Palm Beach County rates high fives when it comes to its golf courses and the environment

By Katharine Dyson, Special Contributor

The Palm Beach County Parks and Recreational Department proved you can take a substantial piece of overgrown scrubland tangled with invasive Brazilian peppers and turn it into a productive, friendly environment for birds and other wild species -- including golfers.

Okeeheelee Golf Course - Eagle nine - hole 2
Okeeheelee is the second busiest course in the Palm Beach County golf system.
Okeeheelee Golf Course - Eagle nine - hole 2Osprey Point Golf Course - wildlifeJohn Prince Golf Learning Center - practiceOsprey Point Golf Course - Falcon nine - hole 7Osprey Point G.C.Sandhill Crane Golf Club - hole 18
If you go

"This property is much healthier than when we found it," says Ken Smythe, general manager at Osprey Point Golf Course.

Just one of two certified Audubon International Classic Sanctuary courses in the world (the other is in China), Osprey Point is a treasured feather in the Palm Beach County portfolio of munis, which also includes the robust Okeeheelee Golf Course in West Palm Beach, Park Ridge Golf Course in Lake Worth, Southwinds Golf Course in Boca Raton and the John Prince Golf Learning Center in Lake Worth, where there is a three-hole practice course.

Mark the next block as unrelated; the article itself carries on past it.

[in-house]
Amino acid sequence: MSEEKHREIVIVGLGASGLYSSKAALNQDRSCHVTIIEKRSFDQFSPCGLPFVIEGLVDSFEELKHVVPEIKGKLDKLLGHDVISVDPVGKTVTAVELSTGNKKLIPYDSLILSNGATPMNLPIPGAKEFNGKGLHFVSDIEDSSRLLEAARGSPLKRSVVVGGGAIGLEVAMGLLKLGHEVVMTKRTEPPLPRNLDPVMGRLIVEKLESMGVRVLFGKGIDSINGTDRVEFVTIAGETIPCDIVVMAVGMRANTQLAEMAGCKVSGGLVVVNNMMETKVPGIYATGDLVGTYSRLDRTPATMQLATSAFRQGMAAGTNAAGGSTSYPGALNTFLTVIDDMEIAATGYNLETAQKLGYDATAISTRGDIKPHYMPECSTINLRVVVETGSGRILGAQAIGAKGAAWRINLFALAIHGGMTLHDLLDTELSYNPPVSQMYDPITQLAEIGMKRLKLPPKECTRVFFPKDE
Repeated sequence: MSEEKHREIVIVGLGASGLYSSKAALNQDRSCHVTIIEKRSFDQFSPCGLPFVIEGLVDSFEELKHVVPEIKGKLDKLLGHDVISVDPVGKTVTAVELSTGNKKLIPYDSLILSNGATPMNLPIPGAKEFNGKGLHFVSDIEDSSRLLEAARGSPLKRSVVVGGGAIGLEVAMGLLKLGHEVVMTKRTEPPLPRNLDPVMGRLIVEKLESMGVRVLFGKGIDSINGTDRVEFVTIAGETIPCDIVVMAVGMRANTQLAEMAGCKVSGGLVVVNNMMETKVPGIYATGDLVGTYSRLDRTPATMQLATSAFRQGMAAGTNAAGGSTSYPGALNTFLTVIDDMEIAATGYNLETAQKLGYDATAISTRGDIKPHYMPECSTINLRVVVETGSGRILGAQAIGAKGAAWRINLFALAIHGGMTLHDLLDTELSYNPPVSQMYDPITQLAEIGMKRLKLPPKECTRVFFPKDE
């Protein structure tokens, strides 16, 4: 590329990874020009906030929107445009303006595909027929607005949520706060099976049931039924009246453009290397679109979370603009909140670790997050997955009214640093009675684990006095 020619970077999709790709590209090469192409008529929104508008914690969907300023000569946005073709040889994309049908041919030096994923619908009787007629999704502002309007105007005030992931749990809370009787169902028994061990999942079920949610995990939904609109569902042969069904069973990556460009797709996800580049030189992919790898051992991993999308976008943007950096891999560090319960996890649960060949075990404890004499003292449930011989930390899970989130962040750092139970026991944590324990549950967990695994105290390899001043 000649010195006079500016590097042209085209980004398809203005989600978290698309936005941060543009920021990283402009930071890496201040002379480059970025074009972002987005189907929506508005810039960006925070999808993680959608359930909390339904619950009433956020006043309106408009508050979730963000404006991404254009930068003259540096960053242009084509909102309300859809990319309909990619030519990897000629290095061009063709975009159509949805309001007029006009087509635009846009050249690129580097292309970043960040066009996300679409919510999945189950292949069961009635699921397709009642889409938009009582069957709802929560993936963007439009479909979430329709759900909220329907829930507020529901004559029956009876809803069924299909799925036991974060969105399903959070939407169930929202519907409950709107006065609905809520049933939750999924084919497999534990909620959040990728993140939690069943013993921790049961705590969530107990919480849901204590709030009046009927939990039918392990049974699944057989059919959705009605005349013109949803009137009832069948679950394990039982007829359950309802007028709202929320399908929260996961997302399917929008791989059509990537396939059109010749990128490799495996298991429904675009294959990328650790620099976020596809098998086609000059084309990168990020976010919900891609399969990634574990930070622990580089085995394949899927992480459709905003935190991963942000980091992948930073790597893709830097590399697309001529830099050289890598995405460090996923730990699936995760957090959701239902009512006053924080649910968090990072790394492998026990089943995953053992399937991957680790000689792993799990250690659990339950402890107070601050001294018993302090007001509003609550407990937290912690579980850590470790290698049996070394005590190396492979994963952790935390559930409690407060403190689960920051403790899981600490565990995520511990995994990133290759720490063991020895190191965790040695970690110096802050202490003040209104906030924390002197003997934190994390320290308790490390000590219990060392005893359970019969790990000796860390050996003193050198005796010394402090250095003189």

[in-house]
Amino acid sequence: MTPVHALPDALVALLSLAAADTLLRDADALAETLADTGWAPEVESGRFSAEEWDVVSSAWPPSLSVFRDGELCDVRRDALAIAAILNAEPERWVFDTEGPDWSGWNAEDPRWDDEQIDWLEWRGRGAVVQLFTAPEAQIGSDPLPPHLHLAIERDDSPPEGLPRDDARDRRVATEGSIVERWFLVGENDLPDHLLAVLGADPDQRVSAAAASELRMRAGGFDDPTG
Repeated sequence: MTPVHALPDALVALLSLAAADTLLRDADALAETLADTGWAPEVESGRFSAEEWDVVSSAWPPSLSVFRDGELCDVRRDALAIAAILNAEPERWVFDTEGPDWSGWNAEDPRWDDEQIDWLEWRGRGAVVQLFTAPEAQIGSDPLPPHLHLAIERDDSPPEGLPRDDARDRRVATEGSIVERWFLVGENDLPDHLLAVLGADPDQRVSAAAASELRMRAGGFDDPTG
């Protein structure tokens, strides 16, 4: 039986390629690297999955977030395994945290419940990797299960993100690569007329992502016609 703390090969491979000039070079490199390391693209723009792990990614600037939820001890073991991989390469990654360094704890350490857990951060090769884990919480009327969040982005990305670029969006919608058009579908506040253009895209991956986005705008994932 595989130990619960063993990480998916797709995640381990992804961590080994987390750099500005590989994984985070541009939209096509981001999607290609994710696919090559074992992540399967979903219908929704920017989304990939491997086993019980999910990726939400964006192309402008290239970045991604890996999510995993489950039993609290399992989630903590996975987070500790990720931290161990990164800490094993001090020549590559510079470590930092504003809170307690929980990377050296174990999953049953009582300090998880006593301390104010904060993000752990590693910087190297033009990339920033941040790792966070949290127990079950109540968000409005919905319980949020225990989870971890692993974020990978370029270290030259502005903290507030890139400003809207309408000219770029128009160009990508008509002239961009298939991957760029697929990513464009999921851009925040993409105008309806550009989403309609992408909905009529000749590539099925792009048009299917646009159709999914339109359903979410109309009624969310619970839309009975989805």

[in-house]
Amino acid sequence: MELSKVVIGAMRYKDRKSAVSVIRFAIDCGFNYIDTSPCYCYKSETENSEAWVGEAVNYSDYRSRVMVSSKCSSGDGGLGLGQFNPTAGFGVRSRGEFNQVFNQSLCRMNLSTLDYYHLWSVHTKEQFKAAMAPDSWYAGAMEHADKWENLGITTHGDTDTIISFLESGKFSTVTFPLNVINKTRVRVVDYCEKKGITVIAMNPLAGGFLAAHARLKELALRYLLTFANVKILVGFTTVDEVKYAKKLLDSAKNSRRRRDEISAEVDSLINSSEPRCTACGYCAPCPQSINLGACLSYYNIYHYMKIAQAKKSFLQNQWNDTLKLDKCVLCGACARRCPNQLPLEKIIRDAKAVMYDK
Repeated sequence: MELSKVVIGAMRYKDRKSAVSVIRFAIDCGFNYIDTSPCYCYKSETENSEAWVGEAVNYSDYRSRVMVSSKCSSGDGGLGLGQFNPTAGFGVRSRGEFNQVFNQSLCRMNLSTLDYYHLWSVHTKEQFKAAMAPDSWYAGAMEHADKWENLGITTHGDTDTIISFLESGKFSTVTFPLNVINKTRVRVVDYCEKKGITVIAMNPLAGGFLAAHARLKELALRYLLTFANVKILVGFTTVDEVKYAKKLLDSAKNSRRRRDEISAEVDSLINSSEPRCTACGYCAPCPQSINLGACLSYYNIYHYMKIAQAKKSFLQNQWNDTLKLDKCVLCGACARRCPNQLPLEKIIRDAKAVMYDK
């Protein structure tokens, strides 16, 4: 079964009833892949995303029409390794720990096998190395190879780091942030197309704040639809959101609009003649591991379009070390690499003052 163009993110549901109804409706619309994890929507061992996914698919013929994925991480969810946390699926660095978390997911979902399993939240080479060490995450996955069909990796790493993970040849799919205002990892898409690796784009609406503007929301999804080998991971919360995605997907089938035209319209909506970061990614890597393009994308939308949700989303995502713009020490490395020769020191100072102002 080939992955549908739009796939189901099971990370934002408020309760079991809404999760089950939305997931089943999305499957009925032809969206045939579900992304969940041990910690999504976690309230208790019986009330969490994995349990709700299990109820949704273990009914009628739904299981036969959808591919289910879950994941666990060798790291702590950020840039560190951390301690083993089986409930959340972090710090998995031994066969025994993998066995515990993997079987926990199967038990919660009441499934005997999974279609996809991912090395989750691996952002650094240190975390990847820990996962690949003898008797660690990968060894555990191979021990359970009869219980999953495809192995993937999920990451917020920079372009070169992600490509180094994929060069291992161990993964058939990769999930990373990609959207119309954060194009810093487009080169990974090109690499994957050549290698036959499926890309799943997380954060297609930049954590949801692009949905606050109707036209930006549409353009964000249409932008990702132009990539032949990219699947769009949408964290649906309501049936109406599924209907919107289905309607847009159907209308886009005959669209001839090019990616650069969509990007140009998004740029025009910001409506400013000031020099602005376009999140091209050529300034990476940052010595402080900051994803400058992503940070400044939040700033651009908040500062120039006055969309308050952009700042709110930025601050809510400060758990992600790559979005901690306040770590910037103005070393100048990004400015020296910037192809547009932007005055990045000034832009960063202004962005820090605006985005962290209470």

Wildlife abounds at Osprey Point G.C.

Osprey Point is built on land once used for farming and mining. Abutting the Everglades, you can stand on the seventh tee of the Falcon nine and look west over Florida's vast flat landscape and spot a small yellowish band of color on the other side of the deep green tropical wilderness.

"Since we established the course in 2010, all kinds of wildlife have returned," Smythe says. "To enhance their habitats, in accordance with Audubon's requirements, we have established butterfly gardens, installed Purple Martin mansions and erected perch poles for birds of prey like hawks and bald eagles. Each year we add something new for our wildlife."

To make life on the course plusher for human life, Osprey Point is planted with Platinum Paspalum from tee to green, a luxury typically afforded only by exclusive private layouts. Routing is logical with each nine returning to the clubhouse. The fairways are wide, defined by coquina cart paths, grasses, palmettos, palms, wetlands and environmentally-protected areas. And there are few forced carries. Greens roll true and fast (about 11-12 on the Stimpmeter). It's a real feel-good course.